A lawsuit was filed against the Catholic University of America which hindered them from auctioning the 'Wizard Of Oz' Dress worn by Judy Garland in her classic role "Dorothy."

According to a complaint filed in the Southern District of New York, the dress should belong to Barbara Hartke, the heir to the estate of Rev. Gilbert Hartke, the former head of the Catholic University of America's theatre department.

Last month, Catholic University declared that it would sell the dress Garland wore in the 1939 film after it was regained on campus last year, decades after it had been thought to be lost, with all proceeds going to the drama department. Bonhams estimated the dress would fetch between $600,000 and $1.2 million via auction.

According to Bonhams, actress Mercedes McCambridge gave the dress to Hartke in 1973 after the priest helped her overcome her substance abuse troubles. People who knew McCambridge speculated that she may have gotten the outfit from MGM's costume vaults during an inventory clearance.

In the complaint, Barbara Hartke's legal team claims that the university has no authority to sell the garment because McCambridge "clearly and publicly" handed it to Hartke and it is thus "an asset of the decedent's estate." Her lawyers allege that no attempt was made to contact Hartke's heirs after the dress was discovered, and her team is seeking a temporary restraining order or an injunction to prohibit the sale.

In a response to Forbes, Catholic University said it is evaluating the charges in the case and will release further information "after a full investigation of the complaint."

Also Read: Sean Feucht Reveals HarperCollins Is Trying To 'Weasel Out' Of Book Deal Over His 'Political Views'

Devout Dominicans Restrictions

The institution claimed that the relatives who oppose have no case, Catholic News Agency reported. They said that the lawsuit's allegations are without merit because Catholic University is the lawful owner of the dress and Hartke's estate has no property interest in it.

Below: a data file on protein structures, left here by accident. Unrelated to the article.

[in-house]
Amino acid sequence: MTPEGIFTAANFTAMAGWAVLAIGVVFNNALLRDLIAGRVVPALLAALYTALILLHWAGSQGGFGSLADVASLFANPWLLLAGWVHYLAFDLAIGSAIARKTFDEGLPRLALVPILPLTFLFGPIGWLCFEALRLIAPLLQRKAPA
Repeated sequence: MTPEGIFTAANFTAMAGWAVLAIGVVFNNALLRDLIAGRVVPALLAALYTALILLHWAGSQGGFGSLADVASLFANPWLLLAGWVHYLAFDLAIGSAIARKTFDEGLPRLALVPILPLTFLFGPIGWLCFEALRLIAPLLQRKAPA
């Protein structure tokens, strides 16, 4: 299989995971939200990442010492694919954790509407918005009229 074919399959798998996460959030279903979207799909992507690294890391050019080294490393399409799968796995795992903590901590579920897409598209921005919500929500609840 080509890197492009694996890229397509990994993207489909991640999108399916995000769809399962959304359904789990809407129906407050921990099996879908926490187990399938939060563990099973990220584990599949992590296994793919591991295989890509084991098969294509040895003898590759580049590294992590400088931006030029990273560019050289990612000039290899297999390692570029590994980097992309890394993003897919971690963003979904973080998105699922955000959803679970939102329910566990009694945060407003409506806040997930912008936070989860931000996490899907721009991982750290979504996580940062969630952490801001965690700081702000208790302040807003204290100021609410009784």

The dress was handed to the priest in his capacity as a theatre professor at the university, according to the university's attorneys. The institution also noted that as a devout Dominican, Hartke was not permitted to keep personal belongings.

He would have been compelled to gift to his province "in line with his vows and solemn profession" if anything was offered to him in his capacity. According to Letoile, the Dominican province claims no ownership of the clothing. "I hereby affirm on behalf of the province the Catholic University of America's full ownership of the dress," he said.

A university spokesperson said the university is looking forward to next week's opportunity to provide the court with evidence, including a declaration from another family member, proving Catholic University's ownership of the dress. They said it has documents indicating that the dress was given to Hartke with the intention of it being utilized to help the theatre department when the outfit's sale was announced in April.

Judge Paul Gardephe of the United States District Court for the Southern District of New York issued a temporary restraining order on the auction, pending a hearing the day before the dress was to be auctioned through the auction house Bonhams.

Related Article: Jurassic World Poster Signed By Director Colin Trevorrow Up for Auction to Help Girl Battling Lymphoma